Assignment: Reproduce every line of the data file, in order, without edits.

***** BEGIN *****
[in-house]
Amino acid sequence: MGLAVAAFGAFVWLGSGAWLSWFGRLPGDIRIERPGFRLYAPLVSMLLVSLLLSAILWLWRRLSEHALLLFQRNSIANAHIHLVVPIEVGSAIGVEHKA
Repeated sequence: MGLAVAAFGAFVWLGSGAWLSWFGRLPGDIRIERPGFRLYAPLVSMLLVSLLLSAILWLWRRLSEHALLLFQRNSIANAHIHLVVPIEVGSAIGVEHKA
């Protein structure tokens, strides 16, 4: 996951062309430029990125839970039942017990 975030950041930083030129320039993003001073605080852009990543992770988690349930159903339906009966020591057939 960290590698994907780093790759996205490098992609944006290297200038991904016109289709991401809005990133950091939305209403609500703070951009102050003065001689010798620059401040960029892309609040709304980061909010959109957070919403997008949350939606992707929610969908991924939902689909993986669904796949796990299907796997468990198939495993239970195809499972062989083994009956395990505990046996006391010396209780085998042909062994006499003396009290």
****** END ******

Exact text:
[in-house]
Amino acid sequence: MGLAVAAFGAFVWLGSGAWLSWFGRLPGDIRIERPGFRLYAPLVSMLLVSLLLSAILWLWRRLSEHALLLFQRNSIANAHIHLVVPIEVGSAIGVEHKA
Repeated sequence: MGLAVAAFGAFVWLGSGAWLSWFGRLPGDIRIERPGFRLYAPLVSMLLVSLLLSAILWLWRRLSEHALLLFQRNSIANAHIHLVVPIEVGSAIGVEHKA
């Protein structure tokens, strides 16, 4: 996951062309430029990125839970039942017990 975030950041930083030129320039993003001073605080852009990543992770988690349930159903339906009966020591057939 960290590698994907780093790759996205490098992609944006290297200038991904016109289709991401809005990133950091939305209403609500703070951009102050003065001689010798620059401040960029892309609040709304980061909010959109957070919403997008949350939606992707929610969908991924939902689909993986669904796949796990299907796997468990198939495993239970195809499972062989083994009956395990505990046996006391010396209780085998042909062994006499003396009290």